Demographics

The Evolving American Central Business District

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After decades of serious economic decline, the inner cores in many of America’s largest metropolitan areas have experienced much improvement in recent years. This is indicated by the “City Sector Model,” (Image 9) which we developed to analyze the largest cities (metropolitan areas) using small functional areas, ZIP Code calculation areas (ZCTAs).  read more »

What the Blues Brothers and Ferris Bueller’s Day Off Tell Us About Gentrification

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The Blues Brothers and Ferris Bueller’s Day Off are two of the seminal films set in Chicago. Indeed, Chicago itself is a character in both films.

The films are radically different even though released only six years apart. There are many ways to slice this. Some have said that one is the South Side movie (The Blues Brothers) and the other the North Side movie (Ferris Bueller). Some see one as more urban, one more suburban.  read more »

The States Gaining And Losing The Most Migrants -- And Money

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When comparing the health of state economies, we usually look at employment and incomes. Another critical indicator worth closer attention is where Americans choose to move, and the places they are leaving.

American history has been shaped by migration, from England to the Eastern seaboard, and later from the Atlantic Coast toward the Midwest, and later to the Pacific.  read more »

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Are Baby Boomers Turning Out to be the Worst Generation?

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I have seen the best minds of my generation, to steal a phrase from the late Allen Ginsberg, driven to heights of self-absorption, advocating policies that assure the failure of the next. Nothing so suggests the failure of my generation — the boomers — than its two representatives running for president.

What Hillary Clinton and Donald Trump reflect are two sides of the same nasty boomer coin.  read more »

Culture, Circumstance, and Agency: Reflections on Hillbilly Elegy

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The intractability of poverty has been recognized since at least the time the Deuteronomist wrote, “The poor will never cease to be in the land.” Explanations vary: ill favor of the gods, deficient natural endowments, personal defects, the culture of the poor, external circumstances such as a lack of economic opportunity, some type of oppression—all have been popular options.  read more »

Trump’s Pitch to Blacks

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After Trump made a recent speech in Milwaukee in which he directly asked for black votes, I was asked to write a about it. My piece is now online in City Journal and is called “Trump’s Pitch to Blacks.”  read more »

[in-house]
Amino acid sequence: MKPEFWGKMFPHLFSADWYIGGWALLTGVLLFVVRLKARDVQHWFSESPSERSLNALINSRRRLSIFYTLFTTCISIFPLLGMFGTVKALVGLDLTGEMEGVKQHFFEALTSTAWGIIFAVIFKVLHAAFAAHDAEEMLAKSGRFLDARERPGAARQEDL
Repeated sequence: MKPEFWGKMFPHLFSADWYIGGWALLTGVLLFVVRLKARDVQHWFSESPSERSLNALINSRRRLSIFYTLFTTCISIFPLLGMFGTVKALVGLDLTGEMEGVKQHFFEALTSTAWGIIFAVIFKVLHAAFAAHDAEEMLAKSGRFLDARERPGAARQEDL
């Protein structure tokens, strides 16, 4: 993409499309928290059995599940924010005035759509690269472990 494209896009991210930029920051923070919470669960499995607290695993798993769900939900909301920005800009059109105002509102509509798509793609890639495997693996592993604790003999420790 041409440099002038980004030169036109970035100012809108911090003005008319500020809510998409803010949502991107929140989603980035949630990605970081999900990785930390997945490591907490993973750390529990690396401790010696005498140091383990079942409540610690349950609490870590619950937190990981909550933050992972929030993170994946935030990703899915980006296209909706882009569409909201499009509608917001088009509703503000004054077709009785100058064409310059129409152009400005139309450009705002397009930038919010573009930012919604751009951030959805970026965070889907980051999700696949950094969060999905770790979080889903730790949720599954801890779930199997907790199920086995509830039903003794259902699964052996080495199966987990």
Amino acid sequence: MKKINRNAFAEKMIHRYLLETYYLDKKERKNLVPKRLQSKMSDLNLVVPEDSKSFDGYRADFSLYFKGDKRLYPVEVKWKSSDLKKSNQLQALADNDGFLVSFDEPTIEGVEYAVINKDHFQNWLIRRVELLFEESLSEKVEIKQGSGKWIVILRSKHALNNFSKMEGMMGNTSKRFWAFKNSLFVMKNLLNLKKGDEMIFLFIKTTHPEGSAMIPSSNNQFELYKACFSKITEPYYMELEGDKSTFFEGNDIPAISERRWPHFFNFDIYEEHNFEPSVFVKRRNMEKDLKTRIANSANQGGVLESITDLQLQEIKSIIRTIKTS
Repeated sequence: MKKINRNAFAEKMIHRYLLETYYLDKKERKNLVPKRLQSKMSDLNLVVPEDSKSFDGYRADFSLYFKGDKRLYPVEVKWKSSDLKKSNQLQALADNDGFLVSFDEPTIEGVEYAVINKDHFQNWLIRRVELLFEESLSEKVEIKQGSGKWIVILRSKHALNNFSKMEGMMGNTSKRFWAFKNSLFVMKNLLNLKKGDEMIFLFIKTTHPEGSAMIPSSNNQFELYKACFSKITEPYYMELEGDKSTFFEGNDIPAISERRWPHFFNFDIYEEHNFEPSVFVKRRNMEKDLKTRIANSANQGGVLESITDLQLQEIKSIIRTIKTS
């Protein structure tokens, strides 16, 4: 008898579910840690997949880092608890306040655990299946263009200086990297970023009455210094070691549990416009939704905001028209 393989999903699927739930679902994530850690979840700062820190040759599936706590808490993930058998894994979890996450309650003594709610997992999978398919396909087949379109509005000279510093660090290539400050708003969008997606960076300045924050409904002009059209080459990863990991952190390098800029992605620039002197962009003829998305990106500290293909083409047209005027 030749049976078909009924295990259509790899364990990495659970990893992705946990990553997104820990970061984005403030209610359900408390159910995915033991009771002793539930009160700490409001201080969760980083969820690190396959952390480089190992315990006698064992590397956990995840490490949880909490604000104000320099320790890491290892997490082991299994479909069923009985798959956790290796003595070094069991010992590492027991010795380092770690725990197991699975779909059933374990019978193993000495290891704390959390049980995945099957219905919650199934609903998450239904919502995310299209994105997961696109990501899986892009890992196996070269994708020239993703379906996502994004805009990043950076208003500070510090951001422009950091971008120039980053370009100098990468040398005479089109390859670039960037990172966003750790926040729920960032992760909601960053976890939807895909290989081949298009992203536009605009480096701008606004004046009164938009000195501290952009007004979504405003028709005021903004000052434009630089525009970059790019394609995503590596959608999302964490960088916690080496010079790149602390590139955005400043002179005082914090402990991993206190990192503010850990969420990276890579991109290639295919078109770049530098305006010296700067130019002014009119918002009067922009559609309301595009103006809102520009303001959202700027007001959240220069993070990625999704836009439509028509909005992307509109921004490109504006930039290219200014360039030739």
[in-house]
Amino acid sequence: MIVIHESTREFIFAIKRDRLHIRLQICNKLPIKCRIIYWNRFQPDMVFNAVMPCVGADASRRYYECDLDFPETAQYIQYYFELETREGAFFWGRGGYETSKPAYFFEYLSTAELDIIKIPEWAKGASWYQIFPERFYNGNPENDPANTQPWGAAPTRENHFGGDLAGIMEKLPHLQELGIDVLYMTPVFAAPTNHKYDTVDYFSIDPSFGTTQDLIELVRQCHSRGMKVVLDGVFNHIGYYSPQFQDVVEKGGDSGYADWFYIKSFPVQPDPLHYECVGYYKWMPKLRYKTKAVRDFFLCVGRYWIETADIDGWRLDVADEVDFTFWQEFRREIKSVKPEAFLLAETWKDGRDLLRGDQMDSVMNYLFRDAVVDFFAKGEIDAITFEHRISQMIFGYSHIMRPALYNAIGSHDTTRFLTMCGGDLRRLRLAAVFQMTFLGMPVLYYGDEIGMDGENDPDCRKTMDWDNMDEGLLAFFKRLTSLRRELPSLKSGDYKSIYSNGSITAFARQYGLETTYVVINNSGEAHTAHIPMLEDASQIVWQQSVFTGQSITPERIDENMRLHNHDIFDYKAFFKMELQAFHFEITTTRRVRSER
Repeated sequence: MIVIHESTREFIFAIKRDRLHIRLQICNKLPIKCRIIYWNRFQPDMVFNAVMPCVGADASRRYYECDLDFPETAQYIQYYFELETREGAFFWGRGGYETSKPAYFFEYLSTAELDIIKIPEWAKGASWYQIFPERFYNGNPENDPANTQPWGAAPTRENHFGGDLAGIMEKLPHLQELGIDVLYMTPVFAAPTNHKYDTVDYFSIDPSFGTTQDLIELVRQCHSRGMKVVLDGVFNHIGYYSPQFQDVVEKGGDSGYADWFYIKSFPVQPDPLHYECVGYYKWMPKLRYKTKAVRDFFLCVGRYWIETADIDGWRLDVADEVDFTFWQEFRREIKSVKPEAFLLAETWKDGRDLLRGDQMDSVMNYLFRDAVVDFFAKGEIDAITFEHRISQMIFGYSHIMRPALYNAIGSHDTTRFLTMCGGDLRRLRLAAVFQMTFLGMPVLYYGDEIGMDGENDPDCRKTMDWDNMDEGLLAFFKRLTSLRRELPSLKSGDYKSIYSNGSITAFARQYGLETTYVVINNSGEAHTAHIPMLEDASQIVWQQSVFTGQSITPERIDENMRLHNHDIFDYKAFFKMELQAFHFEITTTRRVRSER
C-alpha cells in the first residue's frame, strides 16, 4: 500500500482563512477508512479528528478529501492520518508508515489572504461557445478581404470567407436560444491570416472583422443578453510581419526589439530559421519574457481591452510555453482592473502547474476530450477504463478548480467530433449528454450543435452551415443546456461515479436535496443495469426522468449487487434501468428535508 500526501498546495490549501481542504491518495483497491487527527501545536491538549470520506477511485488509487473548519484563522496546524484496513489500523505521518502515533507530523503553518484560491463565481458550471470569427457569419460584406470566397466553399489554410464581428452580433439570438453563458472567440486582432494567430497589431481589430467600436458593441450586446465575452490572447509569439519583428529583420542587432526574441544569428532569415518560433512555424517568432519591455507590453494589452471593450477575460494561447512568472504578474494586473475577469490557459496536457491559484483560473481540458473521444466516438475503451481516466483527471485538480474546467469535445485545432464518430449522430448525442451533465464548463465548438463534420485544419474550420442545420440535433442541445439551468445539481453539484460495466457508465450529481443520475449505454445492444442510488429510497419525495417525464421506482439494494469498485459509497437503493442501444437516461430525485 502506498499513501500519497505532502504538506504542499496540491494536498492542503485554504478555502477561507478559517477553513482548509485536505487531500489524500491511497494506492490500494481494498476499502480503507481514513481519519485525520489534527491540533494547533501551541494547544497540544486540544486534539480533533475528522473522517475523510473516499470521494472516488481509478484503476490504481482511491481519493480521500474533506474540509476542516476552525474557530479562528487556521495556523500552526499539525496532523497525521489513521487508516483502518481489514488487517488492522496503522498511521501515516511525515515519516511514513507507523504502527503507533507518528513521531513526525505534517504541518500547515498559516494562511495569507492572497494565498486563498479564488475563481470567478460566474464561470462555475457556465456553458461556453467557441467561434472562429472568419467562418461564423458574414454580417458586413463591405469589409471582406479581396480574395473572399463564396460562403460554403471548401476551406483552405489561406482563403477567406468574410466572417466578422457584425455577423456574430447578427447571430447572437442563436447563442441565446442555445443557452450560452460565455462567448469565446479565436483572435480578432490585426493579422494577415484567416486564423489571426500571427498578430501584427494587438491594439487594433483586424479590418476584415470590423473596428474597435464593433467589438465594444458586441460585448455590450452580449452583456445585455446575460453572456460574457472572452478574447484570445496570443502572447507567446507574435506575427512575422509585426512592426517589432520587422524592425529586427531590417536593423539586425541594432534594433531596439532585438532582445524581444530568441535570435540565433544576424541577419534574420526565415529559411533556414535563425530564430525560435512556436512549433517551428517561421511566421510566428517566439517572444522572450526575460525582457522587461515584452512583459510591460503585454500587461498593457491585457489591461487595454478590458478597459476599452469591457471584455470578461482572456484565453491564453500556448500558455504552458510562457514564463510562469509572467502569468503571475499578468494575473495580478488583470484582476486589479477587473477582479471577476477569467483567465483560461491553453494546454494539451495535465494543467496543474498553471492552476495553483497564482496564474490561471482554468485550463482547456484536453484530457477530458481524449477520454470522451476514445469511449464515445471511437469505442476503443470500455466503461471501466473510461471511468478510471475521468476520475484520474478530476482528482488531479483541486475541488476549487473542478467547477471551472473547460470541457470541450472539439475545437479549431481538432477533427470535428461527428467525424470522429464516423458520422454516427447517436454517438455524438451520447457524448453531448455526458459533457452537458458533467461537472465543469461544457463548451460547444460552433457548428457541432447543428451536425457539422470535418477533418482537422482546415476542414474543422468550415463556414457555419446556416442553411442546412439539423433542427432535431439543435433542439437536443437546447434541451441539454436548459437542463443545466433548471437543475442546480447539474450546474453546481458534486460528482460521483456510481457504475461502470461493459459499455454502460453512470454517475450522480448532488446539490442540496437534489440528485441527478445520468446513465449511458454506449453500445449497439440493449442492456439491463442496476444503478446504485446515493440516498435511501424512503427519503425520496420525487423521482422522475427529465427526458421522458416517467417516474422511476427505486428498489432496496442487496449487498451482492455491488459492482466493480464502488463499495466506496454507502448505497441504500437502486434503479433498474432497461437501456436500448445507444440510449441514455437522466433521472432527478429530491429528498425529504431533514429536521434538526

Two Views of West’s Decline

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Summer is usually a time for light reading, and for the most part, I indulged the usual array of historical novels, science fiction as well as my passion for ancient history. But two compelling books out this year led me to more somber thoughts about the prospects for the decline and devolution of western society.  read more »

Why Most Cities Will Never Be All They Used to Be

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Recently I published a piece on my Forbes site that discusses the disparate impact that demographic and social shifts had on larger, older U.S. cities over the second half of the 20th century.  Basically, the smaller American household size, generated by later marriages, rising divorce rates, lower fertility rates and rising life expectancy, among other things, has meant that unless cities were adding housing, they simply weren't growing.  read more »

California for Whom?

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“Old in error,” writes historian Kevin Starr, “California remains an American hope.” Historically, our state has been a beacon to outsiders seeking a main chance: from gold miners and former Confederates to Midwesterners displaced by hardship, Jews seeking opportunity denied elsewhere, African Americans escaping southern apartheid, Asians fleeing communism and societal repression, Mexicans looking for a way out of poverty, counter-culture émigrés looking for a place where creation can overcome repression.  read more »

Still Migrating to Texas and Florida: 2013-2014 IRS Data

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The Internal Revenue Service (IRS) has released its 2013 to 2014 migration data. This data provides estimates of residential movement between counties and states based on the number of claimed exemptions on IRS income tax forms. According to IRS, this "approximates the number of individuals" who moved between jurisdictions.  read more »

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